Tax consequences of liquidating a partnership

But the IRS took the position that the taxpayer partnership’s debt may be nonrecourse and, therefore, the partnership may not have COD income; but a capital gain, to the extent the discharged debt exceeded their basis in the collateral property. In reaching its position, the IRS relied upon referenced the IRC Section 752 definitions of recourse and nonrecourse debt, it did not apply these definitions to the case – instead, it used a “facts and circumstances” test.

The court concluded that the debt must be nonrecourse to the partnership, as there were no other assets beyond the collateral to satisfy the debt.

The IRC Section 704b regulations present this possibility but the Code section does not define this classification of liability.

Case law, however, defines nonrecourse debt as debt in which the creditor’s right of recovery is limited to the collateral, or the particular asset securing the liability.

The partnership taxpayer borrowed funds to purchase the collateral property, which secured the debt.

This is the essence of the rule applied by the tax court in .Rather, the lender bears the risk of loss, when a partnership takes out a nonrecourse loan. 201525010 relied on the definitions under IRC Section 752, in reaching the conclusion that the partnership taxpayer had a recourse loan, when a lender discharged a partnership loan and foreclosed upon the collateral property.The partnership taxpayer was a California Limited Liability Company; or more specifically, a special purpose entity (SPE), created for the sole purpose of purchasing a specified piece of real property (“collateral property”) for its development and sale.In an event of default, the lender cannot pursue the borrower if the debt is nonrecourse debt, because the borrower is not personally liable for the debt.By contrast, a creditor’s right of recovery, for a recourse debt, extends beyond the collateral, to all assets of the borrower, because the borrower is personally liable.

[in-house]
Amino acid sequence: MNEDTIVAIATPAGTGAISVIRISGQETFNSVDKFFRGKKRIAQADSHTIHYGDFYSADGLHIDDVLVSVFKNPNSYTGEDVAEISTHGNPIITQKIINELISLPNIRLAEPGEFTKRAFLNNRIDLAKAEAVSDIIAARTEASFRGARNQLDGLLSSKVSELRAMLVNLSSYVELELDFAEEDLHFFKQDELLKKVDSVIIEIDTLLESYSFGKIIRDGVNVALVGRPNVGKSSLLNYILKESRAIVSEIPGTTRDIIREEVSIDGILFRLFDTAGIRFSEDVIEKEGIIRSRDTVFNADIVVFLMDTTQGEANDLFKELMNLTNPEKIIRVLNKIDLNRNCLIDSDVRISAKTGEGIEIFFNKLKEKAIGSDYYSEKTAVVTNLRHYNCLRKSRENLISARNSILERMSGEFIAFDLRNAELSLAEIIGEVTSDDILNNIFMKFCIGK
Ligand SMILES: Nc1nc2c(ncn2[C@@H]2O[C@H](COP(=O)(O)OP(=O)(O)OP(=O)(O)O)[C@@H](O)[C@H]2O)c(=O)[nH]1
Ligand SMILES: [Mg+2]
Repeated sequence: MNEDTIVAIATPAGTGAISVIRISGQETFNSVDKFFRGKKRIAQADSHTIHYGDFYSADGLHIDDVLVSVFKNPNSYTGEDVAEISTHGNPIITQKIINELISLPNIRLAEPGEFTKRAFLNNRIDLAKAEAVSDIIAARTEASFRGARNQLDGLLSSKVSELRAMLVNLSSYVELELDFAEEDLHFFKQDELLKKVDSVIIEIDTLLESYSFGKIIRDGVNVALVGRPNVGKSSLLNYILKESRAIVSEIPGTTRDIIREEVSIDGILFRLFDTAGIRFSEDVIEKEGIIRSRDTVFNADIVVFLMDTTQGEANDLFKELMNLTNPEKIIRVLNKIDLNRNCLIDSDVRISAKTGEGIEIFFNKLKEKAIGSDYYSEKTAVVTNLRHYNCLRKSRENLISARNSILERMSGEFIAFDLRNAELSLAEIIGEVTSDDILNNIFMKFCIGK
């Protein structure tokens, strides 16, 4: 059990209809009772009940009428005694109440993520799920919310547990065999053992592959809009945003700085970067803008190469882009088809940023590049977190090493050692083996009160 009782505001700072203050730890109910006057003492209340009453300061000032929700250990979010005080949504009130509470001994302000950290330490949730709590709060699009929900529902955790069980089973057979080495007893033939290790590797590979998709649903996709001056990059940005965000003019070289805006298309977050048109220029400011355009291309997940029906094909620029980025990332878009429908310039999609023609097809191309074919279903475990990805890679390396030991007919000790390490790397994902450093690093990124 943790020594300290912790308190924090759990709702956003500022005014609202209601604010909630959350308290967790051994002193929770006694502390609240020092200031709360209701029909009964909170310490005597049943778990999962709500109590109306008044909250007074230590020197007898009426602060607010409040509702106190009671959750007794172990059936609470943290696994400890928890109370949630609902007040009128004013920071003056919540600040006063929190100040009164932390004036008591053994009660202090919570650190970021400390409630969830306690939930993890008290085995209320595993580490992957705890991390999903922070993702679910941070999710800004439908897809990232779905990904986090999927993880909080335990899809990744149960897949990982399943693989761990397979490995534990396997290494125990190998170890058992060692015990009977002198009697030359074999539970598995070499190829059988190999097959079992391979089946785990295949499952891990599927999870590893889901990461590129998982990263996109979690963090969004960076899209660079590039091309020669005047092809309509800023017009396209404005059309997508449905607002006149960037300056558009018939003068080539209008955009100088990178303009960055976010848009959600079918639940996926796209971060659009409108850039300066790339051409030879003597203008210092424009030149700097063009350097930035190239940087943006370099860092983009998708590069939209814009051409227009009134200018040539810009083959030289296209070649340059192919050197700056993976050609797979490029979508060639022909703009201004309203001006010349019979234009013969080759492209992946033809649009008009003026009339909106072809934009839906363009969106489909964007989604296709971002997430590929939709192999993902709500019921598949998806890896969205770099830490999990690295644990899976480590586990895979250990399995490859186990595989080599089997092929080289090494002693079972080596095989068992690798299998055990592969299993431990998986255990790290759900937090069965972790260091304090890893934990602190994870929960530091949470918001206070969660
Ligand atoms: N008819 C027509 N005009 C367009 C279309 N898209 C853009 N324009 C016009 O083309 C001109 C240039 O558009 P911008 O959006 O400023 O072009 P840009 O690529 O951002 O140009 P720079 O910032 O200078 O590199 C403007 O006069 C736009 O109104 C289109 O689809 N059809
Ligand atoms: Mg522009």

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Although the IRS did not provide a definitive answer to whether the partnership taxpayer’s loan was recourse or nonrecourse in its memorandum, it pointed to a couple of key facts that suggested the loan may be nonrecourse to the partnership taxpayer: First, the partnership taxpayer was an SPE and, therefore, had only one asset, which was the collateral property, to which the lender was limited to, upon default of the loan (the lender had no access to any other partnership assets that were unrelated to the collateral property).

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